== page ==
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Key Findings

TRENDS

DEVELOPED MARKET BRAND INVOICE AND NET SPENDING 2007-2022

Invoice spending in the developed markets will reach over $650 billion by 2022, while net spending will remain flat

  • Over the past five years, branded drug net spending in developed markets has risen from $326 billion to $395 billion. In total, 87% of the $69 billion of net growth has come from the United States.
  • In 2018, net brand spending will decline in developed markets by 1-3%. This has the effect of reducing net spending overall on brands in developed markets by approximately $5 billion to a total of $391 billion in 2018.
  • While the absolute share of spending from new medicines may be small, control of pricing and access to new drugs is a key point at which payers can influence drug spending trends for the longer term.

BRAND SPENDING GROWTH OF SPECIALTY AND TRADITIONAL DRUGS 2013-2022 IN DEVELOPED MARKETS

Branded specialty drugs will drive all growth in 2018, while traditional growth declines

  • The past decade has seen a sustained shift in the focus of new medicines towards specialty pharmaceuticals. These are defined as those medicines treating chronic, complex or rare conditions, among other criteria.
  • Specialty share of global spending has risen from 19% in 2007 to 32% in 2017. For the tenth consecutive year, specialty medicine growth exceeded traditional medicines in developed markets. In the ten developed markets, specialty represented 39% of spending in 2017, totaling $297 billion.
  • Specialty share in developed markets will continue to rise, albeit more slowly than the last few years, and surpass half of medicine spending in 2022 in the United States and in four out of the five key European countries: France, Germany, United Kingdom and Spain.

NUMBER OF NEXT GENERATION BIOTHERAPEUTICS CURRENTLY MARKETED OR IN LATE-STAGE PIPELINE

The number of Next Generation Biotherapeutics in the pipeline and market is set to rise

  • Next Generation Biotherapeutics include the latest generation of cell-based therapies, gene therapies and regenerative medicines.
  • In 2018, between five and eight Next Generation Biotherapeutics will be approved and launched and, over the next five years, these therapies will make up 20% of the 40-45 New Active Substances (NAS) projected to be launched each year.
  • In most cases, Next Generation Biotherapeutics will have costs approaching or exceeding $100,000 per patient. The challenge both for manufacturers and payers will be to create a new payment and reimbursement paradigm that maximizes access to these new therapies.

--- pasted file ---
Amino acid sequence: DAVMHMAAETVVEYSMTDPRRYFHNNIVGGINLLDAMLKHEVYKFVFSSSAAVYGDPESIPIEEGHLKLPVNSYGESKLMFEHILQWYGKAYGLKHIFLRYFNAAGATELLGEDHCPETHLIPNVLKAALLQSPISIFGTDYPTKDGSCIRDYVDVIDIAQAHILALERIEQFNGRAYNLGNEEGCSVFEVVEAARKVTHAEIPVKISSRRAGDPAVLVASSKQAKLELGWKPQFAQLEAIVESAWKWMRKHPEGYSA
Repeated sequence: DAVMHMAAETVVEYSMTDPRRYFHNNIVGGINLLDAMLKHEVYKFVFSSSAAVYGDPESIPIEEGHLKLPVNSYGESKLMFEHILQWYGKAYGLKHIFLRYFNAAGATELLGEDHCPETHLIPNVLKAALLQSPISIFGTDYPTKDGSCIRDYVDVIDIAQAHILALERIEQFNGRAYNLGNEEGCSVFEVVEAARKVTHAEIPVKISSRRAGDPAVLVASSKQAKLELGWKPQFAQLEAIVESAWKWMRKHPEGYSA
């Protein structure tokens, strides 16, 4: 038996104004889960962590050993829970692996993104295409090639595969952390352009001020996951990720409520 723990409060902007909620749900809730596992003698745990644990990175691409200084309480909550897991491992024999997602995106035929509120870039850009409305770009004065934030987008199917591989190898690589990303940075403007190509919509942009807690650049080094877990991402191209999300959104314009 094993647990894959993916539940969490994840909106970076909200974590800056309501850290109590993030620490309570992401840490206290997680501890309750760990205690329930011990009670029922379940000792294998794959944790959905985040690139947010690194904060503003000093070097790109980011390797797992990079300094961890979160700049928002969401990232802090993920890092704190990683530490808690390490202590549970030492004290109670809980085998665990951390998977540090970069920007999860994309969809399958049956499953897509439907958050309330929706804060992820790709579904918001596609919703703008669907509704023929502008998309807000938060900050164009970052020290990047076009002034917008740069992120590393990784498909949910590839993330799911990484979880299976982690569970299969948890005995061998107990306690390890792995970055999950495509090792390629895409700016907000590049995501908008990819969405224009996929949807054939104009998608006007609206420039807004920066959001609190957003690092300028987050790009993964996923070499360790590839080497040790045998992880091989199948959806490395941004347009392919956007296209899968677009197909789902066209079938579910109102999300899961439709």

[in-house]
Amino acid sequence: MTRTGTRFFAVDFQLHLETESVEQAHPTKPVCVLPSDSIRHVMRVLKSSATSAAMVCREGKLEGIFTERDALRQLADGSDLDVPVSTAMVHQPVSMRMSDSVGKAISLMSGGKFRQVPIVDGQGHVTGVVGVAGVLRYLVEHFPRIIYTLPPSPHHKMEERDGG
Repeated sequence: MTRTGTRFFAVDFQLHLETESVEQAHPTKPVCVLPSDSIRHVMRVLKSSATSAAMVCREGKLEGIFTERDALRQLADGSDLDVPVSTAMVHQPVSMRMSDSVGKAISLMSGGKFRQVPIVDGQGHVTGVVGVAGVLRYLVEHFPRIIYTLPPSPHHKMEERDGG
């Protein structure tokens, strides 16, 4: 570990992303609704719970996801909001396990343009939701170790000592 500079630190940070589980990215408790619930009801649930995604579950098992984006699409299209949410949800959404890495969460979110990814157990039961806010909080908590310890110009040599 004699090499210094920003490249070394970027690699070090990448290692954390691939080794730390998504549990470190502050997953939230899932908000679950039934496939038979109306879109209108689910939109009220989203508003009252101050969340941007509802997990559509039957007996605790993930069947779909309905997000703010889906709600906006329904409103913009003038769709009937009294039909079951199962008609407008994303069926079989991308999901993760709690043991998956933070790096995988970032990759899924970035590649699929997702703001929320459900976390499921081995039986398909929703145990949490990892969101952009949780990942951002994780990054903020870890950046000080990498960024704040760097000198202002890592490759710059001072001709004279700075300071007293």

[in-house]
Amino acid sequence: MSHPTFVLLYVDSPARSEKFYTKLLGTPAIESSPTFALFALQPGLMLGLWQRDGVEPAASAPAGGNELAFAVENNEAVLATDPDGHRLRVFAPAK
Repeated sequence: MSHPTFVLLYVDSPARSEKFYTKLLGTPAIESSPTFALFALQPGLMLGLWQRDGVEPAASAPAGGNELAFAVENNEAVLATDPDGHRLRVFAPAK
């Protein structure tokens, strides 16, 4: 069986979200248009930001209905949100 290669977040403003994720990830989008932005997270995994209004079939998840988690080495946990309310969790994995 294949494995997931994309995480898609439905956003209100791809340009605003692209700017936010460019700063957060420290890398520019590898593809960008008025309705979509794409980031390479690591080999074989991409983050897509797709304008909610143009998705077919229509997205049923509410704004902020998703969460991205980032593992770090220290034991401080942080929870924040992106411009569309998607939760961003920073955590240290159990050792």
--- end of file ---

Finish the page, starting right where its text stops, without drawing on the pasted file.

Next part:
PROJECTED GROWTH OF DIGITAL HEALTH PUBLISHED EVIDENCE

Published evidence of digital health will increase over 500 percent through 2022

  • In 2018, approximately 340 digital health efficacy studies will be completed and published, continuing the trend of building hard evidence to support digital tools and interventions.
  • An acceleration of evidence building will bring an estimated 3,500 studies over the next five years and the incorporation of apps by major professional groups into practice guidelines.
  • Alignment on the appropriate sets of features and safeguards for apps has emerged and technology innovators are advancing into the field in significant numbers. Integration with provider workflows that occur in the next five years will be critical to stakeholder adoption.
  • The emergence of well-designed apps and mobile devices offers the potential to improve outcomes for patients, sometimes at near-zero incremental costs.

BIOTECH MEDICINE SPENDING (NEWLY EXPOSE D) TO BIOSIMILAR COMPETITION OVER TIME 2016 VALUES US$BN

New wave of biosimilar market opportunity emerges

  • Only seven molecules of the 196 currently marketed have faced biosimilar competition to date
  • With the total market for biotech medicines reaching $168 billion across developed markets in 2016, heightened interest is being placed on the role of biosimilars, which is set to expand significantly
  • In 2018, $19 billion of current biotech spending will become exposed to biosimilar competition for the first time in one or more of the developed markets, significantly greater than the $3 billion that became exposed in 2017 and adding to the $26 billion already facing competition. The new exposure to competition in 2018 is the largest single-year change to date and signals the start of the next large wave of biosimilars
  • From 2019 to 2022, another $52 billion is expected to face these dynamics for the first time in developed countries, with the United States representing $37 billion
  • By 2027, 77% of current biotech spending will be subject to some form of competition
  • The impact on competitive molecule spending ranges from a 10% increase to a 30% decrease, meaning the $71 billion exposed to competition from 2018—2022 could result in $50—78 billion in spending following biosimilar entry in a variety of likely scenarios

What do you think?

Written by hsandm

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